Maximizing Classroom Online Security
Sometimes we rely a little too much on the technology we all love to solve the problems that technology caused. We think the district’s filters will keep kids from accessing inappropriate material (they won’t). We think reporting and tracking will tell us the latest tricks the kids have picked up (maybe, but by then they’ve moved onto something else).
Perhaps, especially in the case of the teachers, we should take a more common sense, humanist approach. Here are some things you can do to maximize the online security of your classroom without having to become a hacker yourself.
Talk to some kids
Good luck getting the students to spill their secrets. Even the teacher’s pet doesn’t want to be a rat. So the best way to find out what’s hot (and therefore probably inappropriate) online, ask some kids that don’t have a vested interest in keeping the wool over your eyes.
You can try your own kids, nieces and nephews, or the children of a friend. They shouldn’t care what goes on in your classroom. You should be particularly interested in ways they get around security to access inappropriate material. And make sure to check with them regularly; things change on the internet constantly.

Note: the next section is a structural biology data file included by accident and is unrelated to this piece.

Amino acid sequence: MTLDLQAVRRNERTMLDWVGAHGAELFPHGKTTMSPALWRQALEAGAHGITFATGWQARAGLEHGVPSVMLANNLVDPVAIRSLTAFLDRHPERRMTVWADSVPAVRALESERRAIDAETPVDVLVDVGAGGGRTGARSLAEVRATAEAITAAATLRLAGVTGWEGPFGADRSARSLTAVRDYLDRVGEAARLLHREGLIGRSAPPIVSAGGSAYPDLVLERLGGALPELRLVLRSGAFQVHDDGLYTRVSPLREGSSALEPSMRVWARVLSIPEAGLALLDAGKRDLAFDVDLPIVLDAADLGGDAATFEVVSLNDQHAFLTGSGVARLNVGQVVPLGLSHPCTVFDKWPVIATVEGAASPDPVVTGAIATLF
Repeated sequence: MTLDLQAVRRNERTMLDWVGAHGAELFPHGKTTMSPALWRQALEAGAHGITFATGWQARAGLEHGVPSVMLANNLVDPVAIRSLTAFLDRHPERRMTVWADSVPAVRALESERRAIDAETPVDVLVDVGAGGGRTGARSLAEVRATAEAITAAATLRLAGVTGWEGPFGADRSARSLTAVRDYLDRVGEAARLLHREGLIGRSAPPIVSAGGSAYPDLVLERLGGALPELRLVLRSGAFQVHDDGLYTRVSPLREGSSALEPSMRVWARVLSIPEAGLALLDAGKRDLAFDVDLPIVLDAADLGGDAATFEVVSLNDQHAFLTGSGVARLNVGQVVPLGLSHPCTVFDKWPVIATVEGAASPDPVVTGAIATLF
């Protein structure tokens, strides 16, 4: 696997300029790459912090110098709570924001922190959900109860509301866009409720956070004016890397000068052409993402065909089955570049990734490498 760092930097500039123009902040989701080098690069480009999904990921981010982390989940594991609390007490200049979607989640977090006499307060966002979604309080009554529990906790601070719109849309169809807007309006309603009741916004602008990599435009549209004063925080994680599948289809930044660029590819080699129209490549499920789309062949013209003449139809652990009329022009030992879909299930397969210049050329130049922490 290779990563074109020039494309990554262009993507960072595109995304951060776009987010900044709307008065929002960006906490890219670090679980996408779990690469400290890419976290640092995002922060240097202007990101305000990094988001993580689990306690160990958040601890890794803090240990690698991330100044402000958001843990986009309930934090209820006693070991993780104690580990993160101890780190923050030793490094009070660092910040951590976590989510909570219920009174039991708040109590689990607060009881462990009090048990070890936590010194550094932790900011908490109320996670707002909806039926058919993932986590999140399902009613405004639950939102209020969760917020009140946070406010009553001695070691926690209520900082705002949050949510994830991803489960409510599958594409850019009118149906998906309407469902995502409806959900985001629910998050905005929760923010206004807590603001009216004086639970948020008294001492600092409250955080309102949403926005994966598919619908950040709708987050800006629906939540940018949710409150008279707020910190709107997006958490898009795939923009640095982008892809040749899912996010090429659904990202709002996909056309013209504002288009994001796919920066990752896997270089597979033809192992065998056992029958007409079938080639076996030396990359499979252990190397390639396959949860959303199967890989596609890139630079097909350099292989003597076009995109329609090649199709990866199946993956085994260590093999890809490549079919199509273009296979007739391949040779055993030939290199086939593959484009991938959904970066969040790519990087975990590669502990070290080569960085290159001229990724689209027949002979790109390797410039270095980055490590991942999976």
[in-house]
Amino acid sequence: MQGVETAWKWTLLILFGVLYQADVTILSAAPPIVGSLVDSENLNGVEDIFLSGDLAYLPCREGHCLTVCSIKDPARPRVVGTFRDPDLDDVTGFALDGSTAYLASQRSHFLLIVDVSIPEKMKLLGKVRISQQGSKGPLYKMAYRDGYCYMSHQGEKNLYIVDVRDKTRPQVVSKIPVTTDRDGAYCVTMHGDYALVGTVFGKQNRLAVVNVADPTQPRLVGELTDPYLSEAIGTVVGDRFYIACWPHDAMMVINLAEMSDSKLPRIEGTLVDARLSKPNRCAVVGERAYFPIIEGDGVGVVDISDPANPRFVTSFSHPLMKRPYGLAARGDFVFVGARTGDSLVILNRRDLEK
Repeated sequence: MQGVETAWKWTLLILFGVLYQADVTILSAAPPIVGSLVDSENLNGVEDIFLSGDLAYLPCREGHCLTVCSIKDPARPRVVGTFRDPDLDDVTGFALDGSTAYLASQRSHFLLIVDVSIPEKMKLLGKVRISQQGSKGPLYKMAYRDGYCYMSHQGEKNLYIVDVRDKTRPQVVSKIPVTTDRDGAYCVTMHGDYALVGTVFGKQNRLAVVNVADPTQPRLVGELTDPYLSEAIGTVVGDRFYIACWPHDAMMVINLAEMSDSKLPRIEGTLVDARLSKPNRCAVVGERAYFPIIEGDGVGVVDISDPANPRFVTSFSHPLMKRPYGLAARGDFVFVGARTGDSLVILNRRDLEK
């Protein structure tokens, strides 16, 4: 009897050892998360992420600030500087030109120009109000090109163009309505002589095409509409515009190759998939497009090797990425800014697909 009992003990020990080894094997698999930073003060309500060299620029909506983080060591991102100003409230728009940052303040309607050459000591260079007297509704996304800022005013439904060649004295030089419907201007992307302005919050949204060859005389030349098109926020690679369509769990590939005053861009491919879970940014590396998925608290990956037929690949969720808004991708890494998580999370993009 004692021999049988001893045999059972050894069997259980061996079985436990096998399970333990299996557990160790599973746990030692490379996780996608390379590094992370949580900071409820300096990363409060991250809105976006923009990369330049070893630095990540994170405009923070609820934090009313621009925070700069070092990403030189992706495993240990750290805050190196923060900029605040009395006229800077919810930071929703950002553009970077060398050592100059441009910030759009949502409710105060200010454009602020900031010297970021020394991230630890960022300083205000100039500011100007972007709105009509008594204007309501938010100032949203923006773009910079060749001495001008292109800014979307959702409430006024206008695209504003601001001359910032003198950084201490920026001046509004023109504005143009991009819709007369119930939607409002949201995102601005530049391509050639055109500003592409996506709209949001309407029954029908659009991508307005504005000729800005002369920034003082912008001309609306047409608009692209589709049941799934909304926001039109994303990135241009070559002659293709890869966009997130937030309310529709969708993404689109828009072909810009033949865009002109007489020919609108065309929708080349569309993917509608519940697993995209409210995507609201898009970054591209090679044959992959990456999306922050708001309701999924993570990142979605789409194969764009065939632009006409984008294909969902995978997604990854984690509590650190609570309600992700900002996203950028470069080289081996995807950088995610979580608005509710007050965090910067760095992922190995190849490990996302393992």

This might be common sense, but you have no idea how many teachers interpret technology time as a way to take some time for themselves. If a student is on a device, they should expect you to look over their shoulder multiple times.
Another key point here is to not avoid confrontation by waiting for the district or school’s technology people to run a report. If you see something, say something. Then write the report to administration and the tech people.
Make your own acceptable use policy
School and district acceptable use policies are usually comprehensive. They might even be stricter than you would like. But only you know what is best for your classroom, including what can be considered appropriate when it comes to technology.
Check with your administrator, then take a stab at authoring your own policy and distribute it to the students at the beginning of the course. Have both the students and their parents sign it. It might not be legally binding, but it lets everyone know what is expected so that if those expectations aren’t met, they can anticipate some consequences.